Как влияет приглашение на отклик в онлайн-опросах?
This paper investigates the effects on response and breakoff rates in Web surveys of e-mail invitation design elements including: subject line, estimated survey duration, and invitation length. The analysis is focused not only on the main effects, but also on an issue which has not yet been studied systematically: interaction effects between these design elements. A factorial complete block design Web experiment – among students, faculty, and administrative staff at the Higher School of Economics in Russia – varying the estimated length of the survey (10 vs. 20 minutes), subject line (formal “monitoring” vs. informal “help” request), and invitation length (short vs. long) was conducted. We discuss the results of the experiment and argue that we should not ignore interaction effects between design elements to understand response in Web surveys more thoroughly.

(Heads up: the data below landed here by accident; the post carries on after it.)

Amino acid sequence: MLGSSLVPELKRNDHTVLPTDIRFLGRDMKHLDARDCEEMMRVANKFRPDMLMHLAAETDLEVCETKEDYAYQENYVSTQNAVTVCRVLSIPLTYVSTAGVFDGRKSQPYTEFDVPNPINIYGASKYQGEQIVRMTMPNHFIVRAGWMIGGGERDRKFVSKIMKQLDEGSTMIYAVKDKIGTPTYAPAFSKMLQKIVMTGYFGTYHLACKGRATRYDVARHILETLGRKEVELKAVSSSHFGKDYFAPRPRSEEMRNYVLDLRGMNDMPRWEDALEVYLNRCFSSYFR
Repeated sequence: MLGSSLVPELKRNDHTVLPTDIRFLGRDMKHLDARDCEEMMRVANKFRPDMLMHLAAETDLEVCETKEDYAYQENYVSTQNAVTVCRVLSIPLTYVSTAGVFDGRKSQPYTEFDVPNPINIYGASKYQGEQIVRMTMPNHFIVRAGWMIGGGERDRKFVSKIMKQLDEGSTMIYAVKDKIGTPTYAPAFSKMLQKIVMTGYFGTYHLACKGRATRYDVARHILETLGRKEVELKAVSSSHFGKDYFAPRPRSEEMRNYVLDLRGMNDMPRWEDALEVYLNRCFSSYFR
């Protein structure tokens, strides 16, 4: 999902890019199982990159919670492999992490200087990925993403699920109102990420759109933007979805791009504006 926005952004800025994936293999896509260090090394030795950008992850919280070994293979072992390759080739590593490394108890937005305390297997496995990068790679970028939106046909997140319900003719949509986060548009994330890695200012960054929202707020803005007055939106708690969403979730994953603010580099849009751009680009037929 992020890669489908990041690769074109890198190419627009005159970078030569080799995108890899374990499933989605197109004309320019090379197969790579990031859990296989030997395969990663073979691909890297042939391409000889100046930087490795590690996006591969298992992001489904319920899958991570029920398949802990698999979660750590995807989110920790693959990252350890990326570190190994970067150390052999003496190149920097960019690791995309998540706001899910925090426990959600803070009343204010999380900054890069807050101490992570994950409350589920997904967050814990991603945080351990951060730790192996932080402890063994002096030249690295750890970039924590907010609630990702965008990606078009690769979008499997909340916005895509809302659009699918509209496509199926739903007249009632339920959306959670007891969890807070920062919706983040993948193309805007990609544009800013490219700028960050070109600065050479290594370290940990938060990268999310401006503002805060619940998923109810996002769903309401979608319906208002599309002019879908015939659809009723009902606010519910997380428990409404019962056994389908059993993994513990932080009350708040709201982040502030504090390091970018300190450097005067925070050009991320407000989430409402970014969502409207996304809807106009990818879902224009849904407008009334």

Since decades, cross-cultural psychology examines moral values using data from standardized surveys, assuming that values guide human behavior. We add to this literature by studying the link between moral values and various forms of prosocial behavior, using data from respondents of the sixth World Values Survey in Germany who participated in an online behavioral experiment. The experiment consists of a series of incentivized tasks and allows us to elaborate the association between survey-measured values and three facets of observed prosocial behavior. The evidence boils down to three findings. While (a) emancipative values relate to higher common pool contributions and (b) higher donations to charitable organizations, (c) secular values are linked with more productive and less protective investments. As these results conform to key theories and reach empirical significance in a major postindustrial nation, we conclude that we have important evidence at hand highlighting the potential of combined survey-experiment methods to establish value–behavior links that are otherwise inexplorable.